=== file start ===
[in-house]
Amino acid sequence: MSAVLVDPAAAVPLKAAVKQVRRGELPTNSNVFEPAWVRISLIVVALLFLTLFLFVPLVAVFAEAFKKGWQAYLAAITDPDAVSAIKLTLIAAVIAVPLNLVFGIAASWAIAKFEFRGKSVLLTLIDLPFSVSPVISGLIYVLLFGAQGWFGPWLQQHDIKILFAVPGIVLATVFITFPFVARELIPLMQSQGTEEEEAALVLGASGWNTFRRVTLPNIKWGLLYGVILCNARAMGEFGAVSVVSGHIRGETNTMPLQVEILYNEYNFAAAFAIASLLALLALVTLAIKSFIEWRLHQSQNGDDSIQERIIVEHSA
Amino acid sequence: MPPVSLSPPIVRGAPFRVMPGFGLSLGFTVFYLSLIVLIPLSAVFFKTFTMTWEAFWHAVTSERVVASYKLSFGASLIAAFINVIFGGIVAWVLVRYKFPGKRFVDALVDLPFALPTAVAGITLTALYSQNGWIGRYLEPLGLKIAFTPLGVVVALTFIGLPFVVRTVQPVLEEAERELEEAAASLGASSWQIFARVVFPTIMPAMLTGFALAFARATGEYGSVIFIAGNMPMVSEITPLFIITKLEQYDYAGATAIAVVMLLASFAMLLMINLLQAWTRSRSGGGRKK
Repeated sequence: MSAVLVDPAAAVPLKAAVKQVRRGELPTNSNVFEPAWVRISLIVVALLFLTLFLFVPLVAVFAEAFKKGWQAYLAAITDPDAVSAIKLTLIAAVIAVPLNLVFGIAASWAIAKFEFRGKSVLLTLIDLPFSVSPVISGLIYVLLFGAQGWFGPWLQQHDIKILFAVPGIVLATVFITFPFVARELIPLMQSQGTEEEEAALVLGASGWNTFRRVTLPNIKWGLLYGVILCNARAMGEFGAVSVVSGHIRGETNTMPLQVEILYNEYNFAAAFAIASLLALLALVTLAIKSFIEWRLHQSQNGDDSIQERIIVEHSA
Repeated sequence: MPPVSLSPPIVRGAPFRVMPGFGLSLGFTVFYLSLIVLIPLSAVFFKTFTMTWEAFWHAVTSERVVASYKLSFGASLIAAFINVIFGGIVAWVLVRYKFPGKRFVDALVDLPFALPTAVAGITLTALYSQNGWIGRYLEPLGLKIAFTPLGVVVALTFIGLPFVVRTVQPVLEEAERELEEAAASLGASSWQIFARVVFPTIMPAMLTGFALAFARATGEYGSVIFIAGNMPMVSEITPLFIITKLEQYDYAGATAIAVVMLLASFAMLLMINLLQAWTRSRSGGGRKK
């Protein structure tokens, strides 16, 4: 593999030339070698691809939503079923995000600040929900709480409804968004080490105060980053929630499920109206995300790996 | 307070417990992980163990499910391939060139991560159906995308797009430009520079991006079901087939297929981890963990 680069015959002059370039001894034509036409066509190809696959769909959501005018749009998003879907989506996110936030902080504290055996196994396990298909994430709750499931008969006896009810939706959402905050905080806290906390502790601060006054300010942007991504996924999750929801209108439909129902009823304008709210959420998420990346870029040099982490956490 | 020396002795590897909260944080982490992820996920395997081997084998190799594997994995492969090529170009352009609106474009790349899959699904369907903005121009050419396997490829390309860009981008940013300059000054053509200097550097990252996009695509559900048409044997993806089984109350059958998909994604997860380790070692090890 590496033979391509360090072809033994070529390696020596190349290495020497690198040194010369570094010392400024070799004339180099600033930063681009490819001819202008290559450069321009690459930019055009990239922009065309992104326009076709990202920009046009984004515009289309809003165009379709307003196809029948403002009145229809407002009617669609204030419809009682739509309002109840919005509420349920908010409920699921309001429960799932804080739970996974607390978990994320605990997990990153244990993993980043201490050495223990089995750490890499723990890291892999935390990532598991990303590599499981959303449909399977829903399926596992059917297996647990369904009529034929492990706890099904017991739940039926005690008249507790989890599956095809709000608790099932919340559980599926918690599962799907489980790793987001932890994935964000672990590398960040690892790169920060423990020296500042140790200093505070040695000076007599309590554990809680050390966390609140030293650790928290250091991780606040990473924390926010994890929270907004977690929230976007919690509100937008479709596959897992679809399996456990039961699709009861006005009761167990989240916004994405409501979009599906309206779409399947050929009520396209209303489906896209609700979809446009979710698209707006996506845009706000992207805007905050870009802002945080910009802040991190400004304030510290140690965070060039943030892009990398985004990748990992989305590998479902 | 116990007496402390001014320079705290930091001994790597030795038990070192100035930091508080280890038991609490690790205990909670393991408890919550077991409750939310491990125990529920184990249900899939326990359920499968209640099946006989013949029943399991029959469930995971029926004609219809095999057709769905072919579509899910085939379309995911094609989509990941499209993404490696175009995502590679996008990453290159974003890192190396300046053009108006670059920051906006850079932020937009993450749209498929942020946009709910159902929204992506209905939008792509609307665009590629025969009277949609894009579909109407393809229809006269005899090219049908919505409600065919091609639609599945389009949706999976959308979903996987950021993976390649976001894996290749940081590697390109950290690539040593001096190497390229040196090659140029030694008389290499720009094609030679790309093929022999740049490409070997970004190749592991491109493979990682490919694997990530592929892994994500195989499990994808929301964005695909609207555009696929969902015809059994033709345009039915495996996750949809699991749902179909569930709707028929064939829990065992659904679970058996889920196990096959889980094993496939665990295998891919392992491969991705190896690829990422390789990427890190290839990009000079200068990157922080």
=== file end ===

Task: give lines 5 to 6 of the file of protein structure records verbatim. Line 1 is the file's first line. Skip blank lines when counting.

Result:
Repeated sequence: MPPVSLSPPIVRGAPFRVMPGFGLSLGFTVFYLSLIVLIPLSAVFFKTFTMTWEAFWHAVTSERVVASYKLSFGASLIAAFINVIFGGIVAWVLVRYKFPGKRFVDALVDLPFALPTAVAGITLTALYSQNGWIGRYLEPLGLKIAFTPLGVVVALTFIGLPFVVRTVQPVLEEAERELEEAAASLGASSWQIFARVVFPTIMPAMLTGFALAFARATGEYGSVIFIAGNMPMVSEITPLFIITKLEQYDYAGATAIAVVMLLASFAMLLMINLLQAWTRSRSGGGRKK
């Protein structure tokens, strides 16, 4: 593999030339070698691809939503079923995000600040929900709480409804968004080490105060980053929630499920109206995300790996 | 307070417990992980163990499910391939060139991560159906995308797009430009520079991006079901087939297929981890963990 680069015959002059370039001894034509036409066509190809696959769909959501005018749009998003879907989506996110936030902080504290055996196994396990298909994430709750499931008969006896009810939706959402905050905080806290906390502790601060006054300010942007991504996924999750929801209108439909129902009823304008709210959420998420990346870029040099982490956490 | 020396002795590897909260944080982490992820996920395997081997084998190799594997994995492969090529170009352009609106474009790349899959699904369907903005121009050419396997490829390309860009981008940013300059000054053509200097550097990252996009695509559900048409044997993806089984109350059958998909994604997860380790070692090890 590496033979391509360090072809033994070529390696020596190349290495020497690198040194010369570094010392400024070799004339180099600033930063681009490819001819202008290559450069321009690459930019055009990239922009065309992104326009076709990202920009046009984004515009289309809003165009379709307003196809029948403002009145229809407002009617669609204030419809009682739509309002109840919005509420349920908010409920699921309001429960799932804080739970996974607390978990994320605990997990990153244990993993980043201490050495223990089995750490890499723990890291892999935390990532598991990303590599499981959303449909399977829903399926596992059917297996647990369904009529034929492990706890099904017991739940039926005690008249507790989890599956095809709000608790099932919340559980599926918690599962799907489980790793987001932890994935964000672990590398960040690892790169920060423990020296500042140790200093505070040695000076007599309590554990809680050390966390609140030293650790928290250091991780606040990473924390926010994890929270907004977690929230976007919690509100937008479709596959897992679809399996456990039961699709009861006005009761167990989240916004994405409501979009599906309206779409399947050929009520396209209303489906896209609700979809446009979710698209707006996506845009706000992207805007905050870009802002945080910009802040991190400004304030510290140690965070060039943030892009990398985004990748990992989305590998479902 | 116990007496402390001014320079705290930091001994790597030795038990070192100035930091508080280890038991609490690790205990909670393991408890919550077991409750939310491990125990529920184990249900899939326990359920499968209640099946006989013949029943399991029959469930995971029926004609219809095999057709769905072919579509899910085939379309995911094609989509990941499209993404490696175009995502590679996008990453290159974003890192190396300046053009108006670059920051906006850079932020937009993450749209498929942020946009709910159902929204992506209905939008792509609307665009590629025969009277949609894009579909109407393809229809006269005899090219049908919505409600065919091609639609599945389009949706999976959308979903996987950021993976390649976001894996290749940081590697390109950290690539040593001096190497390229040196090659140029030694008389290499720009094609030679790309093929022999740049490409070997970004190749592991491109493979990682490919694997990530592929892994994500195989499990994808929301964005695909609207555009696929969902015809059994033709345009039915495996996750949809699991749902179909569930709707028929064939829990065992659904679970058996889920196990096959889980094993496939665990295998891919392992491969991705190896690829990422390789990427890190290839990009000079200068990157922080």